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NEWCASTLE CATHEDRAL
A BEACON OF LIGHT

  • OPENING TIMES

  • Saturdays and Sundays
    8am-5pm
  • Mondays to Fridays
    8am-6pm
  • Café 16
    Mon-Sat 10am-4pm
  • FREE ENTRY

Opening times

  • Saturdays and Sundays
    8am-5pm
  • Mondays to Fridays
    8am-6pm
  • Café 16
    Mon-Sat 10am-4pm
  • FREE ENTRY

Timeline of the Cathedral

For over 900 years, Newcastle Cathedral – originally the Parish Church of St Nicholas – has been at the pulsing heart of Newcastle, as a place of worship and community. From its creation, rebuilding in the Medieval era and the drama of the English Civil War to the extensive remodeling across centuries, the Cathedral echoes stories and history from every corner.

Medieval

c.1180 – Likely foundation of St Nicholas’ Church, possibly first timber, then stone. Legend has it that it was destroyed by fire more than once.

1275 – A larger stone church is built on the site of St Nicholas involving many skilled craftsmen with work being completed in 1359 almost a century after it began!

1400s – Philanthropists Robert and Alice Rhodes pay for the Lantern Tower to be constructed in 1448. They also commission the font, which is adorned with their heraldic family crest.

Philanthropist and Mayor of Newcastle, Roger Thornton pays for the east window some time before his death in 1430.

Image courtesy of Newcastle Libraries – The Lantern Tower c.1776


Early Modern

1553 – Newcastle tries to become a city and divide itself from the Diocese of Durham, creating a Bishopric of Newcastle with St. Nicholas’ Church at its heart. However, Queen Mary Tudor, upon her accession decided to stop this effort. 

1640 – Cuthbert Maxwell dismantles and hides the font from Scottish marauders.

1644, Siege of Newcastle – During the Civil Wars the city was besieged by the Scottish army. The Mayor of Newcastle imprisons Scottish soldiers in the Lantern Tower to prevent its destruction.

Image courtesy of Northumberland Archives – Artwork depicting the Scots in the Tower, 1644 by Ralph Hedley


Georgian Newcastle

Thomas Bewick spends much of his career in his workshop at St Nicholas Churchyard between 1767 – 1825.

1741 – The Thomlinson Library opens as an extension to the Cathedral.

1805 – Admiral Lord Collingwood saves the day at the Battle of Trafalgar. He was both married and baptised in the Cathedral. 

Left image courtesy of Tim Pickford-Jones – The Lord Admiral Collingwood Memorial in the Cathedral

Right image courtesy of Laing Art Gallery – Painting of Thomas Bewick


Victorian Newcastle 

1865 – Architect Sir Gilbert Scott is engaged to underpin the leaning tower and rebuild the crown after it had begun to lean as a result of building work close to the building.  

1882 – St Nicholas’ is designated the Cathedral Church for the new Diocese of Newcastle. The quire is remodeled. 

Image courtesy of Newcastle Libraries – Newcastle Cathedral c.1890


Early Twentieth Century

Tyneside’s industries of coal, iron and shipbuilding – which were prominent in the 1900s and first half of the Twentieth Century – are represented in the windows dedicated to North East industrialists in St George’s Chapel.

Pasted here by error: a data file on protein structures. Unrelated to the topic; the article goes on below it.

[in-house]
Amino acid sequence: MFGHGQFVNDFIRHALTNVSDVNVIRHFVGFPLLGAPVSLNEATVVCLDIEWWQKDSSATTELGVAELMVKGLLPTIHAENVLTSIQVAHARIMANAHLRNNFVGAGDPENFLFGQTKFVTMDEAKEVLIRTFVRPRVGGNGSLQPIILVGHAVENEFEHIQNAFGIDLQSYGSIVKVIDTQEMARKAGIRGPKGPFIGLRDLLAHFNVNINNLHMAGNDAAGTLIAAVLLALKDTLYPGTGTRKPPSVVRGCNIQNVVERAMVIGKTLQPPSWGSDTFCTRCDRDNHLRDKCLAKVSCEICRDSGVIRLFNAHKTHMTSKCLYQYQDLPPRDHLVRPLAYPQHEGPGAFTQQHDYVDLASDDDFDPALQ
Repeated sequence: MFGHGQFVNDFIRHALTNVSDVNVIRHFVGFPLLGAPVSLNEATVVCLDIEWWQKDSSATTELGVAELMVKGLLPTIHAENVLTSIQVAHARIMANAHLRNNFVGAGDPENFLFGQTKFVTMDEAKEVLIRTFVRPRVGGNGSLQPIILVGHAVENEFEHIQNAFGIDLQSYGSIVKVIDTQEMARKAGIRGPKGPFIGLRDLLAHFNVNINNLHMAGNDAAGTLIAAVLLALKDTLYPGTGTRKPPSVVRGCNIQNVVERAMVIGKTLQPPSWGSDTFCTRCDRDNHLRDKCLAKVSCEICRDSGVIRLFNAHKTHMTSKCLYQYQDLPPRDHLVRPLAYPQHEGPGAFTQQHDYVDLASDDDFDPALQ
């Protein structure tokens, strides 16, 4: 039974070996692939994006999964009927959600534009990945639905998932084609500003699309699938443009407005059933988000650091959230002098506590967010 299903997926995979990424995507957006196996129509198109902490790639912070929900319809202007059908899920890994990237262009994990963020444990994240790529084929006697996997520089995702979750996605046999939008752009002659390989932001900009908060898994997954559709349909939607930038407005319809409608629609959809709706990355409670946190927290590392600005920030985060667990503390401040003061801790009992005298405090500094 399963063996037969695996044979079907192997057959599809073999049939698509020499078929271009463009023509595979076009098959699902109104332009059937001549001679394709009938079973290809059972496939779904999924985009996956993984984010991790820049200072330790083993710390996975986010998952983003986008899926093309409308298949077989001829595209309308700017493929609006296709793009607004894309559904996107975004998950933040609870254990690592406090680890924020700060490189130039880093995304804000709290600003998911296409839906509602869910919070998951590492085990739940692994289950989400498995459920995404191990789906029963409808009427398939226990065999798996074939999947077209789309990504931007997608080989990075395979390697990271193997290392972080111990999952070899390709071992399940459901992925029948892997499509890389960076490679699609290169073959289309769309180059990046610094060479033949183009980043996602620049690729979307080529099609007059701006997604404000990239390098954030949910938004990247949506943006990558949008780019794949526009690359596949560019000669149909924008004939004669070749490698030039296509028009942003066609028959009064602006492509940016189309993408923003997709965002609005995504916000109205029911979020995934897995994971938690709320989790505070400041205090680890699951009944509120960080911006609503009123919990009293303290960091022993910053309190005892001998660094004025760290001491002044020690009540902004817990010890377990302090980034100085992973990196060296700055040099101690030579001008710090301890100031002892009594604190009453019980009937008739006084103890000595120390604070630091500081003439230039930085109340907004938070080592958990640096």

1903 – The bronze statue of Queen Victoria is erected in St Nicholas’ Square, in front of the Cathedral, in commemoration of her death and reign which came to an end in 1901. 

1926 – The Cathedral’s Hall is added which, today, houses Café 16, ran by the Oswin Project. 

Image courtesy of Newcastle Libraries – Crowds gather to witness the unveiling of Queen Victoria’s commemorative statue, 1903


First World War 

There are first world war memorials across the Cathedral that commemorate battalions. Most notably, one of the stained glass windows in the north aisle of the Cathedral, commemorates the Northumberland Fusiliers who perished during the Great War.

1918 – The Cathedral bell rings out for Armistice Day at the end of World War One. The colours of the Northumberland Fusiliers are hung in commemoration. The Cathedral is the only Cathedral in England to ring a full peal (a nonstop sequence of over 5,000 changes, that normally lasts around 3 hours).

Image courtesy of Northumberland Archives – American and British flags are hung in the Quire to celebrate the Americans entry to the first world war, 1917


Second World War 

1939 – The Second World War begins. The Cathedral takes precautions by protecting the font… 

1940 – The Danish Merchant Navy, some 6,000 sailors and seamen, were ordered by the Danish government not to return to their home ports. In the Summer of 1940, Newcastle was named the ‘home of the Danish sailors.’ There was a club created for them which was situated on the road across from the Cathedral. 

Images courtesy of Northumberland Archives – Left image depicts the precautions for the font & the right image shows the last Christmas tree in the Cathedral, both taken 1939

Image courtesy of Jigsaw Design & Publishing – Leonard Evetts’ Ascension Chapel window

1941 – An air raid causes blast damage to the Cathedral. Although not a direct hit, the window above the ascension chapel is damaged and boarded up. 

1942 – The Cathedrals’ bells ring out in celebration of the allied victory at El Alamein. 

1945 – The Second World War ends. Newcastle had suffered badly against the air raids. Many of the Danish Seamen who left Newcastle’s port never returned with over 1,500 being recorded as killed. The Proclamation of the end of the war in Europe is read by the Lord Mayor in St. Nicholas’ Square. 

1962 Leonard Evetts’ Ascension Window commemorates World War Two. 


Twenty first Century 

2002 – The Danish Memorial Window is created by Mike Davies. 

2019 – The Cathedral receives National Heritage Lottery Funding for the ‘Common Ground in Sacred Space’ project. 

2021 – The Nave and churchyards are extensively remodeled. 

Image courtesy of Jigsaw Design & Publishing – The Nave post project conservation